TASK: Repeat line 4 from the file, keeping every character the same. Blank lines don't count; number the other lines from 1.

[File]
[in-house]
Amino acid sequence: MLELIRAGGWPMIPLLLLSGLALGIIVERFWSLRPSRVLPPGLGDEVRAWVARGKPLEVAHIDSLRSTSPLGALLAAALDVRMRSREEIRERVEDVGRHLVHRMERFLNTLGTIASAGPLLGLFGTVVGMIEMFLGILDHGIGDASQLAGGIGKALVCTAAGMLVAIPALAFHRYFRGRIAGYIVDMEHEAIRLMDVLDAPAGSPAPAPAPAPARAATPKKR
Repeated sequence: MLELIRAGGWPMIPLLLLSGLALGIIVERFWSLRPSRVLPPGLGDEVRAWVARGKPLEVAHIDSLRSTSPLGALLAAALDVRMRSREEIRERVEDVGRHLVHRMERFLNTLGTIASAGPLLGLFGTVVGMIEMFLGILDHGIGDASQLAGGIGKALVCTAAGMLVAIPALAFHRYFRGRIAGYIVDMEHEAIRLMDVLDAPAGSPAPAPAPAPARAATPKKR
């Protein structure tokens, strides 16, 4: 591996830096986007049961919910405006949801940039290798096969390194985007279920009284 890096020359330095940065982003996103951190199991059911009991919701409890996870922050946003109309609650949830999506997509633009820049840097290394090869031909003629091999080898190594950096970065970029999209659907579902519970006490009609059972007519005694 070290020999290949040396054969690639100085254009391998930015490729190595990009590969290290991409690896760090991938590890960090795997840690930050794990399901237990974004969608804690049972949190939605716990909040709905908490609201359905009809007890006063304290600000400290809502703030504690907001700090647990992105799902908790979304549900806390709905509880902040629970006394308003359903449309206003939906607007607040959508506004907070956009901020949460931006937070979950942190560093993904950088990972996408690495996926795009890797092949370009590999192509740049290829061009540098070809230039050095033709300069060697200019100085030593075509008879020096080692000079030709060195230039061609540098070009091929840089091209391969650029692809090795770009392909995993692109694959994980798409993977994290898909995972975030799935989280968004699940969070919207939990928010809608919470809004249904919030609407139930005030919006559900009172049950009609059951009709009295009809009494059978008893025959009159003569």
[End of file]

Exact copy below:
């Protein structure tokens, strides 16, 4: 591996830096986007049961919910405006949801940039290798096969390194985007279920009284 890096020359330095940065982003996103951190199991059911009991919701409890996870922050946003109309609650949830999506997509633009820049840097290394090869031909003629091999080898190594950096970065970029999209659907579902519970006490009609059972007519005694 070290020999290949040396054969690639100085254009391998930015490729190595990009590969290290991409690896760090991938590890960090795997840690930050794990399901237990974004969608804690049972949190939605716990909040709905908490609201359905009809007890006063304290600000400290809502703030504690907001700090647990992105799902908790979304549900806390709905509880902040629970006394308003359903449309206003939906607007607040959508506004907070956009901020949460931006937070979950942190560093993904950088990972996408690495996926795009890797092949370009590999192509740049290829061009540098070809230039050095033709300069060697200019100085030593075509008879020096080692000079030709060195230039061609540098070009091929840089091209391969650029692809090795770009392909995993692109694959994980798409993977994290898909995972975030799935989280968004699940969070919207939990928010809608919470809004249904919030609407139930005030919006559900009172049950009609059951009709009295009809009494059978008893025959009159003569």